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New book outlines how students can become 'self-determined learners'

Tuesday, April 14, 2020

LAWRENCE — One major disruptor of the COVID-19 crisis has been the unprecedented need for millions of students to continue their education outside of a traditional classroom setting. But the crisis could be an opportunity to give students ownership of their own education and become the model for a new approach that replaces an increasingly inadequate system of standardized education. A new book by University of Kansas education researchers explores self-determined learning and how students, teachers and communities can make it a reality.

“Teaching Students to Become Self-Determined Learners,” by Michael Wehmeyer and Yong Zhao, was written before shuttered schools and online learning were an everyday reality. Published this month, it is designed to help educators give students autonomy to guide their own education, and it offers strategies of how to implement the approach while supporting students.

Wehmeyer, chair of KU’s No. 1-rated Department of Special Education and Ross and Marianna Beach Distinguished Professor of Special Education, and Yong Zhao, Foundation Distinguished Professor of Educational Leadership & Policy Studies, collaborated on the book when they realized how closely their work aligned. Wehmeyer researches self-determination, or giving students with disabilities a role in determining what they learn, what goals they set for life, employment and other aspects of their future. Zhao has written extensively about customizing education for individual students and transforming the American education system by empowering youths and supporting their individual abilities.

Parents want their children to take initiative and responsibility, as clearly illustrated during the current crisis.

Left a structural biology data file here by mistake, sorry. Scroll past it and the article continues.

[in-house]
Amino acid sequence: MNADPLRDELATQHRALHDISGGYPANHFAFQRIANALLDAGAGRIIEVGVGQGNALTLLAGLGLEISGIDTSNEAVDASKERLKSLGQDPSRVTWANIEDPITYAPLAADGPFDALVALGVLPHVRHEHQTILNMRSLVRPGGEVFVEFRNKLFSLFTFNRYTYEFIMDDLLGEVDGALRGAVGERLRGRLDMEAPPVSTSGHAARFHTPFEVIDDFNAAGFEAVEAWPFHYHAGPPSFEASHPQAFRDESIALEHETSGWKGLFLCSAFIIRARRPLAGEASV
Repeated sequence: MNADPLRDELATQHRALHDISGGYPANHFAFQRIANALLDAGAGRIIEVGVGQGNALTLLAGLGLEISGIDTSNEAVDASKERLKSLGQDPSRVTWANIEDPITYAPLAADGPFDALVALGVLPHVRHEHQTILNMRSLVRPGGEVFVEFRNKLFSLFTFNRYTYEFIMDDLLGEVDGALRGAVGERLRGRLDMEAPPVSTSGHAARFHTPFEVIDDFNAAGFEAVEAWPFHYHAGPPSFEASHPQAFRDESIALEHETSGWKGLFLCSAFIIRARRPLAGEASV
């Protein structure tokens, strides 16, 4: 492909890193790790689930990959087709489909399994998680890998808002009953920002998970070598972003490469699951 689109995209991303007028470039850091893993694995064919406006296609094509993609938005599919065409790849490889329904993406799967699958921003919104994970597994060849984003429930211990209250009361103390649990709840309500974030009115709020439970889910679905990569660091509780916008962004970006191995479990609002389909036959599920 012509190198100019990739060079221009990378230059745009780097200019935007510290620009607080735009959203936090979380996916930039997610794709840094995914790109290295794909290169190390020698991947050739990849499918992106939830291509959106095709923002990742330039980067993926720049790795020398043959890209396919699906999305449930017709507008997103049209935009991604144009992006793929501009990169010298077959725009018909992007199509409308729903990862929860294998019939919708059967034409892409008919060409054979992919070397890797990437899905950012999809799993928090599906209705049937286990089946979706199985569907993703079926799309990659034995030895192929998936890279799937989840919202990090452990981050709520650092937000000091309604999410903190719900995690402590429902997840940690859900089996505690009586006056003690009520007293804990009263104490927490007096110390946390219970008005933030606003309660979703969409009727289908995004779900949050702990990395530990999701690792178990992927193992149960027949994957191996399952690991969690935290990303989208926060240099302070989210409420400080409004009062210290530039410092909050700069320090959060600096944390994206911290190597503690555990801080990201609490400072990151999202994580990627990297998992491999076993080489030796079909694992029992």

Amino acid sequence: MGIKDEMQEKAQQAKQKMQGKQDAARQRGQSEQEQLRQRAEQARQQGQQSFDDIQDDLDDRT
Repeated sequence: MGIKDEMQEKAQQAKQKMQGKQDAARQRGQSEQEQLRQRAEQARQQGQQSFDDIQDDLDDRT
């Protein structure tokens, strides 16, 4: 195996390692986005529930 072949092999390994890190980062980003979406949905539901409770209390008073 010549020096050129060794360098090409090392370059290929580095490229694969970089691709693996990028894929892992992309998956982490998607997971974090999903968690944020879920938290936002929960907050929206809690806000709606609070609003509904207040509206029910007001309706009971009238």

“The ability and desire to take initiative is taken out by schools that want you to recite answers to standardized questions,” Zhao said. “Mike’s work looks at how to not suppress that desire, but to encourage it. When children are on their own, how do they learn? It’s a matter of self-determination.”

The book opens with the story of an underperforming student who did just that. When Sam Levin told his mother how disappointed he was with school, she challenged him to do something about it. So he initiated an experiment in which he and his peers designed their own curriculum, decided what they wanted to learn about, held each other accountable and exchanged feedback in place of traditional grades. The project was so successful it spawned a book, national media coverage and continued success with greater student achievement and engagement among those who have taken part.

In the following chapters, Wehmeyer and Zhao further explore and define student ownership and self-determined learning, and they detail how educators can promote the concepts with their students. They also explore the importance of autonomy and choice for all. When adults learn new things, it is usually because they want to or the subject matter is of personal or professional value. That option is not given to children, though, who are given assignments and curriculum that have changed little in decades, other than to increasingly emphasize standardized testing. Wehmeyer has performed self-determination interventions for students with and without disabilities, and he shares evidence of how the model improves outcomes for all.

“This book allowed me to really focus in on the idea of self-determined learning for all,” Wehmeyer said. “The publisher, ASCD, is not disability-specific and was supportive of the idea of young people taking ownership of their own learning.”

The authors share how the idea of self-determined learning can reach a wider audience of students, how educators can enable conditions for it and specific teaching strategies to foster the qualities in all learners. They also explore the role of assessment and technology for student ownership and self-determined learning.

Wehmeyer said he often hears from educators who are intrigued by the idea of self-determined learning but claim they don’t have the time or ability to implement the approach. Zhao added that not only can the approach work, but methods of implementing it have been tested. Those strategies will help educators sustain the approach from one school year to the next.

When schools reopen their doors, they will have a unique opportunity to help students take ownership of their learning, and “Teaching Students to Become Self-Determined Learners” can help make it a reality.

“The idea of the book is you own the design of your own learning. That skill can be taught,” Zhao said. “We’ve tried to make this book as accessible as possible. That’s what Mike has taught me, making suggestions that are attainable and help all people reach their educational goals.”

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